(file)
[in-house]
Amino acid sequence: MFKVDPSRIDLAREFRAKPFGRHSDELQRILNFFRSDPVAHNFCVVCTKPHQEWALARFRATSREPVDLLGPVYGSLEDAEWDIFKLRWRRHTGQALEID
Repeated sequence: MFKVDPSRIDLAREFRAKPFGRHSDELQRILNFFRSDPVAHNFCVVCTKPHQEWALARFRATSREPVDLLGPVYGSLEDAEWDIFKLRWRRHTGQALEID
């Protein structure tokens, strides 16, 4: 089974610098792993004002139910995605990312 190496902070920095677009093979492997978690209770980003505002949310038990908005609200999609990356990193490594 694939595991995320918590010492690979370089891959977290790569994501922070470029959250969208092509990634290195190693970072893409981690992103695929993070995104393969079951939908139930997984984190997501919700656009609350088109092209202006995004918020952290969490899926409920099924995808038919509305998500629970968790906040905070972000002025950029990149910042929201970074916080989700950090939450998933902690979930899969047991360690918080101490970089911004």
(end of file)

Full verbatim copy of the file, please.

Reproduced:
[in-house]
Amino acid sequence: MFKVDPSRIDLAREFRAKPFGRHSDELQRILNFFRSDPVAHNFCVVCTKPHQEWALARFRATSREPVDLLGPVYGSLEDAEWDIFKLRWRRHTGQALEID
Repeated sequence: MFKVDPSRIDLAREFRAKPFGRHSDELQRILNFFRSDPVAHNFCVVCTKPHQEWALARFRATSREPVDLLGPVYGSLEDAEWDIFKLRWRRHTGQALEID
């Protein structure tokens, strides 16, 4: 089974610098792993004002139910995605990312 190496902070920095677009093979492997978690209770980003505002949310038990908005609200999609990356990193490594 694939595991995320918590010492690979370089891959977290790569994501922070470029959250969208092509990634290195190693970072893409981690992103695929993070995104393969079951939908139930997984984190997501919700656009609350088109092209202006995004918020952290969490899926409920099924995808038919509305998500629970968790906040905070972000002025950029990149910042929201970074916080989700950090939450998933902690979930899969047991360690918080101490970089911004």